Health expert Bryce Wylde joined us with tips on how to keep fall allergies at bay.
- Business Insider
Gov. Greg Abbott said Texas' strict abortion law would 'eliminate all rapists.' But clinics say the number of rape cases has been 'consistently high': report
"We are struggling to keep up with demand," a Texas Clinic employee told the Associated Press, adding that she has a waitlist for victims.
The ending of the pandemic is revealing an America full of bad behaviors, in and out of the workplace
Remote-work wars, crisis-level traffic deaths and STD infections, do-gooder fatigue, and mental health fears. Welcome to post-pandemic life.
'The tools are getting picked off’: An ever-mutating mix of COVID variants means fewer and less effective treatments this fall
One up and coming variant renders society’s last universal COVID antibody drug powerless, experts say. Another variant isn’t far behind it.
- Good Housekeeping
Experiencing smelly urine isn't fun, but there are many causes (and treatments!) for foul, sweet or ammonia-like scents you should know about.
- Miami Herald
A packaging snafu causes Aldi’s
Everyone knows that a balanced diet full of vitamins and minerals is key to a healthy lifestyle. But you seem to hear about some vitamins more than others—like how vitamin C can boost your immune system and vitamin D helps build healthy bones. Well, vitamin K is equally important. It aids in blood ...
Doing 5 minutes of daily 'breath training' may reduce high blood pressure as effectively as medication, researchers say
A technique like weight lifting for your breath can improve blood pressure as much as medication, weight loss, and diet for all ages, study suggests.
"They say you never forget your first love. In my case, Diane was the only girl I ever loved."
- In The Know by Yahoo
My dentist told me to stop using dental floss, and to switch to this cheap alternative on Amazon instead
You'll never complain about flossing again.
The photo was released the day of the premiere of the new season of "The Kardashians."
- Motley Fool
Millions of seniors rely on Medicare to cover their health-related needs. Should you change your Medicare coverage? Medicare enrollees have the option to choose their own Part D drug plan, as well as a Medicare Advantage plan as an alternative to original Medicare.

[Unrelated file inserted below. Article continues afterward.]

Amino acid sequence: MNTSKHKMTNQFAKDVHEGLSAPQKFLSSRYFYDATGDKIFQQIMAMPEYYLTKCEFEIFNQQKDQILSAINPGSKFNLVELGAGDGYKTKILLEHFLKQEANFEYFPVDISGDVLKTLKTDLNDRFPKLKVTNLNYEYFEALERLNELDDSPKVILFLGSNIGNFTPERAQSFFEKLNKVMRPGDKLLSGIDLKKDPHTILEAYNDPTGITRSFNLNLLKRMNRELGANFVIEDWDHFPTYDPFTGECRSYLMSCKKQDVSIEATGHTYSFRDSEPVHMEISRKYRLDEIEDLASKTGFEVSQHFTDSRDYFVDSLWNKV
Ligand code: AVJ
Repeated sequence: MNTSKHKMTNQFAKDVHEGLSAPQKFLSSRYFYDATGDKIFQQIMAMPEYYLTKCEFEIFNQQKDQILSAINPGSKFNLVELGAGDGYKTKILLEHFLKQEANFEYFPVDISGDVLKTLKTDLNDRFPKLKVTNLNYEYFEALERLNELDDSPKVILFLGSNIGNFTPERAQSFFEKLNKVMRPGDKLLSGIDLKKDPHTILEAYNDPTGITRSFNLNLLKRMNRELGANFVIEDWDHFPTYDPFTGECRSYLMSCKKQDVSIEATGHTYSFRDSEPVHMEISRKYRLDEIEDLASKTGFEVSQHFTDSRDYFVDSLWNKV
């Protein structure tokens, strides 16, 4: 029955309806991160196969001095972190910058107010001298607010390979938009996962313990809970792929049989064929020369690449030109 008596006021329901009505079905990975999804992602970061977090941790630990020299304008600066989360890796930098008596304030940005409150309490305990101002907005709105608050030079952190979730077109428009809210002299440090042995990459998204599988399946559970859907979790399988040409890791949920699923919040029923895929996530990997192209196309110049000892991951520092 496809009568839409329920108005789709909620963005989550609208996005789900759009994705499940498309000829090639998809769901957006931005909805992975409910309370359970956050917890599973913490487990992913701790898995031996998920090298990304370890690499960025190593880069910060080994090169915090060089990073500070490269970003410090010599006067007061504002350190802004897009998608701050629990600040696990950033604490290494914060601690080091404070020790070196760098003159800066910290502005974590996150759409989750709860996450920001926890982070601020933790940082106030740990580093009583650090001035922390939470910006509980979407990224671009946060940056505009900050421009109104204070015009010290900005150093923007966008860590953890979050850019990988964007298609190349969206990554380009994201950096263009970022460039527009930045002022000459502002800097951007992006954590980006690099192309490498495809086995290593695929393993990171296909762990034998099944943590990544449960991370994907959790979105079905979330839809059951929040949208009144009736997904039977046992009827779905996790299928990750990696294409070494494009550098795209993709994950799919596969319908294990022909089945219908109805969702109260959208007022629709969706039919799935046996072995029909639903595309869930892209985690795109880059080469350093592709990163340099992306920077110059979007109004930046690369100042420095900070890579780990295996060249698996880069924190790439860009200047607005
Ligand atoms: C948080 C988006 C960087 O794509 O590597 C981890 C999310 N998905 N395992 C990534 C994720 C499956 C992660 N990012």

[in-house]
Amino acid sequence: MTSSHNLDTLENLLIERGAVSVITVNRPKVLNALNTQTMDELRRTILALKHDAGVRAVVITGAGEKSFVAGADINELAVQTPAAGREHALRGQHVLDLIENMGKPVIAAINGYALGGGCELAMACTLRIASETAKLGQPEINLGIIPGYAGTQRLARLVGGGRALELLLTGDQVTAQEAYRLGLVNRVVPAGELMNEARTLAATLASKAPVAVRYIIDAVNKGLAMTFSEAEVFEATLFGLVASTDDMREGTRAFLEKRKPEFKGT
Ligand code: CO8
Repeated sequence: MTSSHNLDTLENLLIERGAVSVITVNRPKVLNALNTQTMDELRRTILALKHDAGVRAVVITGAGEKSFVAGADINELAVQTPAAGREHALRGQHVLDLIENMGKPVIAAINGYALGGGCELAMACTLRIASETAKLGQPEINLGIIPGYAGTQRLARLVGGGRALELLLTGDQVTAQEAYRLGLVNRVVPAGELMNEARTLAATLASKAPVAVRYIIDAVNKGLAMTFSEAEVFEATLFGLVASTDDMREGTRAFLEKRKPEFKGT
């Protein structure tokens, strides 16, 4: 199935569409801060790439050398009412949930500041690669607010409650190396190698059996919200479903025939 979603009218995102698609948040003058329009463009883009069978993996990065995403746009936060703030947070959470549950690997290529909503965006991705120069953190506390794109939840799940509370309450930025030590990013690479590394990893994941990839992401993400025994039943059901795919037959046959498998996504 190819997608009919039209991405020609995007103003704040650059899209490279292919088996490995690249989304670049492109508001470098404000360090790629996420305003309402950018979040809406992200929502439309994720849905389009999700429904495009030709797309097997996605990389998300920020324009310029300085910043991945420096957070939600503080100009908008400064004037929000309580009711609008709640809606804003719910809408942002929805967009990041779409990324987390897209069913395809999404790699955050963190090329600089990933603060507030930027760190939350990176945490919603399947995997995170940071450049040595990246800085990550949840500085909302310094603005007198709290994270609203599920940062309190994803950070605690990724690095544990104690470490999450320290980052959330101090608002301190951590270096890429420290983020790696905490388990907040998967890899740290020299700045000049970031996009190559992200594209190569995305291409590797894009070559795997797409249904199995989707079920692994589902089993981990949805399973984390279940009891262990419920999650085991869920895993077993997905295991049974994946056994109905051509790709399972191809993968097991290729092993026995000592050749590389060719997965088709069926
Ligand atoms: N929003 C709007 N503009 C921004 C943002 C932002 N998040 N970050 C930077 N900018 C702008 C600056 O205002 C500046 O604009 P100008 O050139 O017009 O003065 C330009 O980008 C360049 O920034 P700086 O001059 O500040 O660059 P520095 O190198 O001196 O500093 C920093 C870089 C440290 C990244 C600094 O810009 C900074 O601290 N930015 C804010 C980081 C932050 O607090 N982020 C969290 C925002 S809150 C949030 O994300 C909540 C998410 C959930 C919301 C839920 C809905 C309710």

- Eating Well
You'll be able to enjoy delicious and nutritious dinners all month long with these recipes. With complex carbs like whole-wheat pasta and low counts of saturated fats and sodium, these meals are well-suited for a diabetes-friendly eating pattern. And because these meals are diabetes-friendly, they also meet our heart-healthy nutrition parameters.
“Whenever you lose a pregnancy it is always cautious optimism when you are pregnant again,” Legend says.
- Good Housekeeping
Registered dietitians share some of their favorite low-carb foods that are delicious and full of nutrients.
'West Side Story' star Rachel Zegler says she found a lump in her breast during the pandemic, but early detection helped calm the 'scariest week' of her life
Rachel Zegler said the COVID-19 pandemic made finding an OB/GYN difficult after discovering an irregular growth in her breast.
- NBC News
During the four months of the monkeypox outbreak, health care providers, researchers and an anxious public have scrambled to determine how the virus transmits,
- Business Insider
Arizona is using a 121-year-old law — written more than a decade before it achieved statehood — to enforce a near-total abortion ban
The law banning abortion was created years before Arizona became a state in 1912. The 1901 law only allows abortion if a woman's life is in jeopardy.
- The Telegraph
Obese patients are the most likely to disagree with their doctors when given lifestyle and weight loss guidance, a study has found.
- The Bergen Record
It's about time for your annual flu shot. You can get the new bivalent booster shot for COVID-19 at the same time.
- Good Morning America
Amid an ongoing fentanyl crisis across the United States, officials are warning about a "new method" being used to illicitly market the drug to children and young people. The U.S. Drug Enforcement Agency issued a warning in August about so-called rainbow fentanyl, described as "highly addictive and potentially deadly fentanyl made to look like candy." "Rainbow fentanyl -- fentanyl pills and powder that come in a variety of bright colors, shapes, and sizes -- is a deliberate effort by drug traffickers to drive addiction amongst kids and young adults," DEA Administrator Anne Milgram stated.